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cuNumeric is a Legate library that aims to provide a distributed and accelerated drop-in replacement for the NumPy API on top of the Legion runtime. Using cuNumeric you do things like run the final example of the Python CFD course completely unmodified on 2048 A100 GPUs in a DGX SuperPOD and achieve good weak scaling.


cuNumeric works best for programs that have very large arrays of data that cannot fit in the memory of a single GPU or a single node and need to span multiple nodes and GPUs. While our implementation of the current NumPy API is still incomplete, programs that use unimplemented features will still work (assuming enough memory) by falling back to the canonical NumPy implementation.

If you have questions, please contact us at legate(at)


cuNumeric is available from conda on the legate channel. Please make sure you have at least conda version 24.1 installed, then create a new environment containing cuNumeric:

conda create -n myenv -c nvidia -c conda-forge -c legate cunumeric

or install it into an existing environment:

conda install -c nvidia -c conda-forge -c legate cunumeric

Once installed, you can verify the installation by running one of the examples from the cuNumeric repository, for instance:

$ legate examples/
Running black scholes on 10K options...
Elapsed Time: 129.017 ms

Only linux-64 packages are available at the moment.

The default package contains GPU support, and is compatible with CUDA >= 11.8 (driver >= 520), and Volta or later GPU architectures. There are also CPU-only packages available, which will be automatically selected when installing on a machine without GPUs available. See for details about manually forcing different install configurations, or building cuNumeric from source.

Usage and Execution

Using cuNumeric as a replacement for NumPy is easy. Users only need to replace:

import numpy as np


import cunumeric as np

These programs can then be run by the Legate driver script described in the Legate Core documentation.


For execution with multiple nodes (assuming Legate Core is installed with networking support) users can supply the --nodes option. For execution with GPUs, users can use the --gpus flags to specify the number of GPUs to use per node. We encourage all users to familiarize themselves with these resource flags as described in the Legate Core documentation or simply by passing --help to the legate driver script.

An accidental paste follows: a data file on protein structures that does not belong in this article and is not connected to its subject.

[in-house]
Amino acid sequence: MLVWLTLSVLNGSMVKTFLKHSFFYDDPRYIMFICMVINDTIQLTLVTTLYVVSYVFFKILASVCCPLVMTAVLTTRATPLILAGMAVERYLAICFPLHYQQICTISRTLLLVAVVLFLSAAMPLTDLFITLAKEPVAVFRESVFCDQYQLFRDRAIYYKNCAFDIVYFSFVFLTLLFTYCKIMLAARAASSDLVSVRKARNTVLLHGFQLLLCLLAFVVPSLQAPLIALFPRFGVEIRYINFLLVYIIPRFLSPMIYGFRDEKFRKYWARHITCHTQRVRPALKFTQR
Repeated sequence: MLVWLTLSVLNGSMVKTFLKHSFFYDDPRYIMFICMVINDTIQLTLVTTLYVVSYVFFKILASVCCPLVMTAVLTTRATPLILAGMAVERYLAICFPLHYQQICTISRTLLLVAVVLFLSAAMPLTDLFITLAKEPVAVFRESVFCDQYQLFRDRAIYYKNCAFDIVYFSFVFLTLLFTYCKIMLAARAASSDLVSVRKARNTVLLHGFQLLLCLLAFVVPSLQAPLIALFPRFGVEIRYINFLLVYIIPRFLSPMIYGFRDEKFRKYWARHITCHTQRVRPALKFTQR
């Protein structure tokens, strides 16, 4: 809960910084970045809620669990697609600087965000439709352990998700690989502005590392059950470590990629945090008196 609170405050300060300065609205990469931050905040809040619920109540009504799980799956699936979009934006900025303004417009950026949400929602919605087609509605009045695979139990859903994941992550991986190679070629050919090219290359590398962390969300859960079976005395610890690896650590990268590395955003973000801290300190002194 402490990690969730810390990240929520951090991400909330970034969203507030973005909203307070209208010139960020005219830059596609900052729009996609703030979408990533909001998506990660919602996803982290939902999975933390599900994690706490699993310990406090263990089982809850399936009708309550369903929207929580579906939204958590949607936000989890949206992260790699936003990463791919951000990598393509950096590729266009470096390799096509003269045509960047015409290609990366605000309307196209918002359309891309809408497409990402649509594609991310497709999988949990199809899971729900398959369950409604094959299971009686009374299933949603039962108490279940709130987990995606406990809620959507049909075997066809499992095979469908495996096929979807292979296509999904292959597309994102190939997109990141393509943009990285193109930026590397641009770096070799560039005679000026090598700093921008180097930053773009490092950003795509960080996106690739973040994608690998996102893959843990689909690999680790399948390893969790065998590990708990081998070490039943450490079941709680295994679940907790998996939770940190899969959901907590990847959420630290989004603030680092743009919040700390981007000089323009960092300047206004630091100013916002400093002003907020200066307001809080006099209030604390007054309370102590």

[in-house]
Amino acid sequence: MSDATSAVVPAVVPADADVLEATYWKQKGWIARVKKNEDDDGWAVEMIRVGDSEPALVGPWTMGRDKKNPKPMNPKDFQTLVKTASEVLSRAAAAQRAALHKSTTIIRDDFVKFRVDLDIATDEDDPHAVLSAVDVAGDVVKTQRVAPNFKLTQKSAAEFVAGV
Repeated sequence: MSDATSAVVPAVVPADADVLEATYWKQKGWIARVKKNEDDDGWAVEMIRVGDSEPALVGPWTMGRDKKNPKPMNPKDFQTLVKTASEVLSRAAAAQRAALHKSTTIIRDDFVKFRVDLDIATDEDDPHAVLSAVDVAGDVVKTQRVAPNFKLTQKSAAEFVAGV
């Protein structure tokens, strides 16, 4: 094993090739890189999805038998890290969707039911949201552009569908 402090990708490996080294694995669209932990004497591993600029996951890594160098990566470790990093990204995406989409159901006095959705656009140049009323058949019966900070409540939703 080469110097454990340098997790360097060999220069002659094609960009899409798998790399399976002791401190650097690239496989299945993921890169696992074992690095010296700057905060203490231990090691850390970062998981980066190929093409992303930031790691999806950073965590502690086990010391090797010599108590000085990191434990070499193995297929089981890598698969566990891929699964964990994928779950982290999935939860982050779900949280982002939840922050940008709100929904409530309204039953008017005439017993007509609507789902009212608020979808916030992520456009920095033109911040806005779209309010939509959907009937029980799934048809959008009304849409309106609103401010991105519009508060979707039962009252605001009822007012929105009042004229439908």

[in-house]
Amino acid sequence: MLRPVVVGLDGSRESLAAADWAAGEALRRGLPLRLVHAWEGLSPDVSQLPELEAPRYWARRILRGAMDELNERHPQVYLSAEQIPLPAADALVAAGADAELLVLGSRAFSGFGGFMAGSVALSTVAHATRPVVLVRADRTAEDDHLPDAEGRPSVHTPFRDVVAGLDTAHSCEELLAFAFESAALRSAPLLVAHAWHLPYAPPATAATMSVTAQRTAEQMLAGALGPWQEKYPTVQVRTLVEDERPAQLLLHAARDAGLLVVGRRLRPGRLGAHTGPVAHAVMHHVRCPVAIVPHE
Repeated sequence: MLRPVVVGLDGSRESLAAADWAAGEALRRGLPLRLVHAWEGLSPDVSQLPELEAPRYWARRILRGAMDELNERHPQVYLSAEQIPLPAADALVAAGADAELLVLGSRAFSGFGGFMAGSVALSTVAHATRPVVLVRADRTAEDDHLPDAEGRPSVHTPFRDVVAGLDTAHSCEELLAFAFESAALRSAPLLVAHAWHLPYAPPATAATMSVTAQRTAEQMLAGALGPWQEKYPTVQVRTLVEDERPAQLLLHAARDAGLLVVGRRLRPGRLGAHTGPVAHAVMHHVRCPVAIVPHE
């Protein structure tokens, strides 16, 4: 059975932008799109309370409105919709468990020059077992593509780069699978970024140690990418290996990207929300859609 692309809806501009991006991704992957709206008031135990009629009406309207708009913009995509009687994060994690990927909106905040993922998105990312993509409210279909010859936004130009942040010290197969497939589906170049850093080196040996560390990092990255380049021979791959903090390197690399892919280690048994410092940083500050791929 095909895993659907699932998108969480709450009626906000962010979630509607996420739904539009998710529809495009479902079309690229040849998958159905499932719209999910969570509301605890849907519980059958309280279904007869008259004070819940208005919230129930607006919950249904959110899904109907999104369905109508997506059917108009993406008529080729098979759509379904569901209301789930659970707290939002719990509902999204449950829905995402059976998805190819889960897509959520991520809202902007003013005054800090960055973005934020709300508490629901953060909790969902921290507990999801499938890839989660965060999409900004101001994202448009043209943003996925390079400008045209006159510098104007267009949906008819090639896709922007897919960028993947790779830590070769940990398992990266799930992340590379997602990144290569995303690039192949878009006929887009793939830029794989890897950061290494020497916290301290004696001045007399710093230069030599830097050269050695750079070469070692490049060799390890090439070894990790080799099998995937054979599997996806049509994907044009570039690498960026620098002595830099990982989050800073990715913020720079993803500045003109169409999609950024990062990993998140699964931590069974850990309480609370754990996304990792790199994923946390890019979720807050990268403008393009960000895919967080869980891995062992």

You can use to run the test suite. Invoke the script directly or through standard python; the script will invoke the legate driver script internally. Check out --help for further options.

Supported and Planned Features

cuNumeric is currently a work in progress and we are gradually adding support for additional NumPy operators. Unsupported NumPy operations will provide a warning that we are falling back to canonical NumPy. Please report unimplemented features that are necessary for attaining good performance so that we can triage them and prioritize implementation appropriately. The more users that report an unimplemented feature, the more we will prioritize it. Please include a pointer to your code if possible too so we can see how you are using the feature in context.

Supported Types and Dimensions

cuNumeric currently supports the following NumPy types: float16, float32, float64, int16, int32, int64, uint16, uint32, uint64, bool, complex64, and complex128.

cuNumeric supports up to 4D arrays by default, you can adjust this setting by installing legate.core with a larger --max-dim.


The cuNumeric documentation can be found here.

Future Directions

There are three primary directions that we plan to investigate with cuNumeric going forward:

  • More features: we plan to identify a few key lighthouse applications and use the demands of these applications to drive the addition of new features to cuNumeric.
  • We plan to add support for sharded file I/O for loading and storing large data sets that could never be loaded on a single node. Initially this will begin with native support for hdf5 and zarr, but will grow to accommodate other formats needed by our lighthouse applications.
  • Strong scaling: while cuNumeric is currently implemented in a way that enables weak scaling of codes on larger data sets, we would also like to make it possible to strong-scale Legate applications for a single problem size. This will require leveraging some of the more advanced features of Legion from inside the Python interpreter.

We are open to comments, suggestions, and ideas.


See the discussion of contributing in

Known Issues

  • When using certain operations with high scratch space requirements (e.g. einsum or convolve) you might run into the following error:
    LEGION ERROR: Failed to allocate DeferredBuffer/Value/Reduction in task [some task] because [some memory] is full. This is an eager allocation ...
    Currently, Legion splits its memory reservations between two pools: the "deferred" pool, used for allocating cuNumeric ndarrays, and the "eager" pool, used for allocating scratch memory for operations. The above error message signifies that not enough memory was available for an operation's scratch space requirements. You can work around this by allocating more memory overall to cuNumeric (e.g. adjusting --sysmem, --numamem or --fbmem), and/or by adjusting the split between the two pools (e.g. by passing -lg:eager_alloc_percentage 60 on the command line to allocate 60% of memory to the eager pool, up from the default of 50%).
  • cuNumeric can exercise a bug in OpenBLAS when it is run with multiple OpenMP processors
  • On Mac OSX, cuNumeric can trigger a bug in Apple's implementation of libc++. The bug has since been fixed but likely will not show up on most Apple machines for quite some time. You may have to manually patch your implementation of libc++. If you have trouble doing this please contact us and we will be able to help you.